“The UN is the highest level of political gathering and I know that Zimbabwe has taken its political branding to a high level before at the UN. Now is the time to achieve the same in the economic sphere.

“I believe that even if Zimbabwe gets its economic branding to half the level of its political branding, the country would have achieved milestones.”

He, however, cautioned that people should not expect instant results.

“These are very exciting times for Zimbabwe. It’s a time of hope and you should turn that hope into certainty. I would like to see the world saying we are going to do business with Zimbabwe.

“Many people know former President Robert Mugabe more because of his political branding, but President Mnangagwa has an opportunity to be known for his economic branding. There will be a lot of middleclass people who work through investment companies.

“This class may not be billionaires but millionaires willing to invest. They have quite a lot of money, which they cannot invest on their own, but do so through investment companies that venture into developing markets. Big international corporations and the world’s biggest banks will be represented. It is important to send the right message to them; that Zimbabwe is ready for business.”

The WEF is a Swiss non-profit foundation based in Geneva which brings together over 2 500 top politicians, business leaders and economists to discuss global commerce.

Themed “Creating a Shared Future in a Fractured World”, this year’s gathering will feature over 340 political leaders.

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  • chamunorwa

    All this hype about ED this ED that will soon quiet down, whether we want to believe it or not.Reality will soon set in when we discover that the purported “excitement” that the investment world has about “newly-independent” Zim is not exactly there. Yes, we were in the news for a couple of weeks but, honestly, who cares about our little piece of trump_Hole?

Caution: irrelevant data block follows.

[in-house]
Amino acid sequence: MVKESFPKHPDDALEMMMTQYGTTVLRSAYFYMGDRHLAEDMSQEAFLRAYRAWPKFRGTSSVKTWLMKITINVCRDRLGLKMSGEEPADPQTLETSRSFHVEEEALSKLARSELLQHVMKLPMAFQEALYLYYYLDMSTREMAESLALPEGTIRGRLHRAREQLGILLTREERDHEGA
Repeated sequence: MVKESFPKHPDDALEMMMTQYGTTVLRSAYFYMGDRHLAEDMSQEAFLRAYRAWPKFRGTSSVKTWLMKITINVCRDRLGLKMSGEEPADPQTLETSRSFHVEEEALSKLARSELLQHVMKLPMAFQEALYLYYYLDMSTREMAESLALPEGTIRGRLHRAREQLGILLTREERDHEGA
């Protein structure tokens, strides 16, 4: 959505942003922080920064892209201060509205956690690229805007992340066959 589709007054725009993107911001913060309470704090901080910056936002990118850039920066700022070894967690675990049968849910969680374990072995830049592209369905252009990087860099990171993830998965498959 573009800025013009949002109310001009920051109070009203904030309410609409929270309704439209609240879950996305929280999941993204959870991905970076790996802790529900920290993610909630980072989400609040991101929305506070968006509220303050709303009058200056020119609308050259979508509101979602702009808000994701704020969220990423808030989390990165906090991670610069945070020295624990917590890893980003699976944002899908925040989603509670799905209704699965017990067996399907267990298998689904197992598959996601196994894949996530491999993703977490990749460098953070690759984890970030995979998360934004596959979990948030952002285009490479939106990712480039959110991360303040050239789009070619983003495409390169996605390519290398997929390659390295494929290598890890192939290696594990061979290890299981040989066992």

What has really changed since ED came to the throne? Zilch! Who are we competing against for FDI? Yeah. You got it – South Africa, Namibia, Botswana, Senegal, Gabon, Mozambique, Rwanda, Egypt, the DRC and Tanzania; most of that FDI will go down south, as usual! What do we have to offer to the world that the rest of Africa doesn’t have? Gold? That’s for Ghana, Mali and Burkina Faso. Diamonds? That’s for Sierra Leon, DRC , Botswana etc. Come on people. We got nothing special to offer “foreign investors” at the moment. That is your explanation for the quagmire the ED administration finds itself in – big promises and lots of zviroto but no real substance to back those promises up with.

    The only hope this piece of rock we call home will ever have is by way of encouraging locals to invest, whether they be in the diaspora or not. Making processes more transparent, giving the populace confidence that they will never have to go through hyperinflation again, repealing and abolishing absurdities that forbid people from remitting profits to accounts where capital is coming from [we call that externalization by the way?] – that could do the trick. Obviously the starting point should be our acceptance that we live in the shadows of a mighty economic force -South Africa.We didn’t have the slightest clue on how to relate to a black-ruled SA back in ’94. I don’t think we have got any such clue even now. The easiest way out will be to sneak into the Rand Union and hope to then use the bits of comparative advantage we have [plenty of sunshine and a fabled highly clued-up workforce] to attract investment from within that Union.

    Going to Davos is fashionable. Yes. After all, ED’s predecessor would have done exactly the same thing. The global investor won’t give us a second look though because we are damaged goods. It’s probably best to sweeten the investment space for Zimbabweans first, regional players next and then the global ones last. Zimbabweans have got something to lose if this country continues its slide into an economic abyss. The guys in Davos may not have even heard about our little trump_Hole!

  • butch

    I totally disagree with both of you gentlemen, read widely & wildly business journals across the globe with special emphasis on current trends about Zimbabwe …..therein lies all you need to know from think tanks across the global strata. Comment thereafter with that data.